Confidence interval for difference in population proportions:
( ˆ
p
1

ˆ
p
2
)
±
z
α/
2
·
s
ˆ
p
1
(1

ˆ
p
1
)
n
1
+
ˆ
p
2
(1

ˆ
p
2
)
n
2
Example:
A study on sideeffects of a new medication is being con
ducted.
80
people are given a placebo, and
120
people are given the new
medication. Of those receiving a placebo,
10
have dry mouth. Of those
receiving the medication,
18
have dry mouth. Let
p
1
denote the proportion
of placebo patients who have dry mouth, and
p
2
denote the proportion of
medicated patients who have dry mouth. Find a
90%
confidence interval
for
p
1

p
2
.
23
Hypothesis tests on the difference in population proportions:
We
use the following as our test statistic.
z
=
( ˆ
p
1

ˆ
p
2
)

(
p
1

p
2
)
r
ˆ
p
1
(1

ˆ
p
1
)
n
1
+
ˆ
p
2
(1

ˆ
p
2
)
n
2
Example:
Is there evidence that the drymouth proportion of those on
the medication is larger than the drymouth proportion for those on the
placebo?
24
Example:
Researchers wish to investigate the impact of nutritional coun
seling on birth weight for firsttime mothers. Two groups were formed,
with one group receiving nutritional advising. The table below shows the
number of underweight babies and sample sizes for the two groups.
Is
there significant evidence to show that advising reduced the proportion
of underweight babies by at least
4
percentage points? Test at the level
α
= 0
.
05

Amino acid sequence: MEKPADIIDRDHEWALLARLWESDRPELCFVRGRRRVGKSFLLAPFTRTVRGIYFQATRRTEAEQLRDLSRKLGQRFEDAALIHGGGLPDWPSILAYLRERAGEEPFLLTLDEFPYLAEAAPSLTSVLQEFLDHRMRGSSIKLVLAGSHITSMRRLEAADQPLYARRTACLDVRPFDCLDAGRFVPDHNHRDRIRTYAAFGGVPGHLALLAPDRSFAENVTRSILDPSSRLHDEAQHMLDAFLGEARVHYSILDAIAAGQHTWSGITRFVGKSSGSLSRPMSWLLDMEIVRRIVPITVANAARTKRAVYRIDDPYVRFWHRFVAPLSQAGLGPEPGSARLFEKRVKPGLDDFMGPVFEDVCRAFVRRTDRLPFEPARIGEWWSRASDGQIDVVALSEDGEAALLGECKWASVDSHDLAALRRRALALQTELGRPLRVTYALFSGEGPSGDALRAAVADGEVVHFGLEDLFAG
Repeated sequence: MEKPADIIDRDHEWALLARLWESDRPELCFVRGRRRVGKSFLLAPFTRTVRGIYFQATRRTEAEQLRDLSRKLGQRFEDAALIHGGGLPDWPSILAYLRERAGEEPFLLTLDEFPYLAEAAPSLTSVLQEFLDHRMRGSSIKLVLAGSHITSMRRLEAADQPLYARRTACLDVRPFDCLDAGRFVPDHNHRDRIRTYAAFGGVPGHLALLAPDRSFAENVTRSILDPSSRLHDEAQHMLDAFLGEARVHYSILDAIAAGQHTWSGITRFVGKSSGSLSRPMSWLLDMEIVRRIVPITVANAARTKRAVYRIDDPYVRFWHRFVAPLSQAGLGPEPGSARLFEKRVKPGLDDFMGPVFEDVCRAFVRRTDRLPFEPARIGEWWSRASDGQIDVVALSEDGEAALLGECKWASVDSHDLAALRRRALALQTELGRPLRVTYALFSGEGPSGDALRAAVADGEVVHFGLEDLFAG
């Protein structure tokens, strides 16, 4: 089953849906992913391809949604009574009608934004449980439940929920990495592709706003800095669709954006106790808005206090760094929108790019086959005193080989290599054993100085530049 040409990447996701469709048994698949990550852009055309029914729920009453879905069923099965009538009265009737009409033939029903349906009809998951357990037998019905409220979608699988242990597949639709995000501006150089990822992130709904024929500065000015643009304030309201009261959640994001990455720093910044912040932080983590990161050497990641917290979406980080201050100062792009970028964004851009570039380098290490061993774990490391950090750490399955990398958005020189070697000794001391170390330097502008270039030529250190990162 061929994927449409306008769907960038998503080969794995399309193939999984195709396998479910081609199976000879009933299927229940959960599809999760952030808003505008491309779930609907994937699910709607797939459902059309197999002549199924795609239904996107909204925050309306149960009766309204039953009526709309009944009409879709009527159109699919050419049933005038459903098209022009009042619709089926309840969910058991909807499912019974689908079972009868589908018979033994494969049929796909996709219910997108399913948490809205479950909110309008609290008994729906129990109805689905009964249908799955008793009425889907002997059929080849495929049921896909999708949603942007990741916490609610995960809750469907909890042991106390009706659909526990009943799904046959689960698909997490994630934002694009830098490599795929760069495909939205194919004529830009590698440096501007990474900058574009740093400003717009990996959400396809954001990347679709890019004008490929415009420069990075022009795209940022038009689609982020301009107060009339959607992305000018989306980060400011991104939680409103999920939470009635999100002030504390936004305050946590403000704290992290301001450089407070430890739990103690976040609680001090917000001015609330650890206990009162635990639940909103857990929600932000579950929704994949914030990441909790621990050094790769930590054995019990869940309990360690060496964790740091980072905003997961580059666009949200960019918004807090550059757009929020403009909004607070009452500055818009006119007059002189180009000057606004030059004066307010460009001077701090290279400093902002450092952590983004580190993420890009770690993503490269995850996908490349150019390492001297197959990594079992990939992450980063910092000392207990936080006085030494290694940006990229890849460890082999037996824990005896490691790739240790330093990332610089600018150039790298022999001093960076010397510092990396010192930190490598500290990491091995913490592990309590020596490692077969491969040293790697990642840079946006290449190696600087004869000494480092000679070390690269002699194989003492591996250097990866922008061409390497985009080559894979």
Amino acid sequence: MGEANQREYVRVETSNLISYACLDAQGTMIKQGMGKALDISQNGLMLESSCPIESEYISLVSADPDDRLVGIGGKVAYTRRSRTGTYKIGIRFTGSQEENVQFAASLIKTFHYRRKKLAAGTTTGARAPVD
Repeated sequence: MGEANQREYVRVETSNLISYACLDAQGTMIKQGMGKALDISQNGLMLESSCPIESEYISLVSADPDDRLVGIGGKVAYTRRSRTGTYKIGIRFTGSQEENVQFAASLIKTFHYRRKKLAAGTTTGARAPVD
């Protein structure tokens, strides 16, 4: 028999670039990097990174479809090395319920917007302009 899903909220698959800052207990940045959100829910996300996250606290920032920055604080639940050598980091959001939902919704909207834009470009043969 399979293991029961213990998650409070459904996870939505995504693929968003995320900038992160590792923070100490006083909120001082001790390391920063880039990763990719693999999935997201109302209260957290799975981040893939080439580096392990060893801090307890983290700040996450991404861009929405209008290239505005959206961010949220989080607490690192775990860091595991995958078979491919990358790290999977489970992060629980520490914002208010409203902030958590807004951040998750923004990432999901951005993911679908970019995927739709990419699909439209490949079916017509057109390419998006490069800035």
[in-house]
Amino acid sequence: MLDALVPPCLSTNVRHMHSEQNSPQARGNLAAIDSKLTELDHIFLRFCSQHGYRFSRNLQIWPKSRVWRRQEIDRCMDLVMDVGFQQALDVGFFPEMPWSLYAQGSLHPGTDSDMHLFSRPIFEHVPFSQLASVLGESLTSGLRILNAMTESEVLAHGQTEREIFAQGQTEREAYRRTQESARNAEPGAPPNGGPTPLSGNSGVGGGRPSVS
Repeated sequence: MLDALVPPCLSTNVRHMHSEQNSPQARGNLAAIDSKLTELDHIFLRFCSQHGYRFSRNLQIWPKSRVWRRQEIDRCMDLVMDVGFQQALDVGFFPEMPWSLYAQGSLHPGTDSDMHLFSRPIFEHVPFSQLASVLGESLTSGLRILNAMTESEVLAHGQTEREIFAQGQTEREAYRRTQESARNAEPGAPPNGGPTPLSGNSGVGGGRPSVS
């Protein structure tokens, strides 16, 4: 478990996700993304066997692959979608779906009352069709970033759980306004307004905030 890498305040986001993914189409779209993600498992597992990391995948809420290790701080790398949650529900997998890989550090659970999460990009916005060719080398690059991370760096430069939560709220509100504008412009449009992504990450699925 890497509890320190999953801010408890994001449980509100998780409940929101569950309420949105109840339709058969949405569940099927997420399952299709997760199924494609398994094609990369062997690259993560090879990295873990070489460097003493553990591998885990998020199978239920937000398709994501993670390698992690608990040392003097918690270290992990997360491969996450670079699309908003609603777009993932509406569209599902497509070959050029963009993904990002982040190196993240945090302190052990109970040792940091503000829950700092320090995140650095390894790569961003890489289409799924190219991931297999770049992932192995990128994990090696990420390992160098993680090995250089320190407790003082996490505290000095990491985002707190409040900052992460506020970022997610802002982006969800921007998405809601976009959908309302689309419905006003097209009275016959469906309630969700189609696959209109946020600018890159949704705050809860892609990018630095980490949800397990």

.
No Advising
Advising
Underweight
29
24
Total
200
300
25
Example:
Using this as a pilot study, estimate the common sample size
needed to create a
95%
confidence interval no more than
2%
away from
the true difference in proportions.
Hint:
Let
n
1
=
n
2
=
n
.
26
Sets 25 and 26
In the next two sets, we will deal with comparing the means of two samples
from two populations.
Parameter of interest:
μ
1

μ
2
, the difference in the means.
Point estimate:
x
1

x
2
.
In the handout, (“Test Statistics & Confidence Intervals (from two inde
pendent samples)” on the course page), there are four different scenarios.
•
The first scenario requires
σ
1
and
σ
2
to be known; this scenario
is highly unlikely to occur, and is presented only for completeness
purposes.
•
The second scenario has no restrictions, other than a large sample
size (
40
or more) is taken independently from two populations.
27
Example:
The Hamilton Depression Scale (HAMD) is used by psychia
trists to assess the severity of depression in patients, on a scale from
0
to
54
. Two groups of patients are selected for study, and randomly assigned
to antidepressant medication
A
or
B
.
Of the
80
patients taking medication
A
, their HAMD rating decreased
by an average of
7
.
6
points, with a standard deviation of
1
.
3
.
Of the
100
patients taking medication
B
, their HAMD rating decreased by an
average of
8
.
1
points, with a standard deviation of
1
.
1
.
Is their significant evidence to suggest that medication
B
has a larger
HAMD score decrease than medication
A
? Test the hypotheses at the
significance level
α
= 0
.
05
.
Let
μ
1
and
μ
2
be the mean decrease in the HAMD score for patients
taking medication A, B (respectively).
Example:
Construct a
98%
confidence interval for the difference in the
mean decrease, and interpret.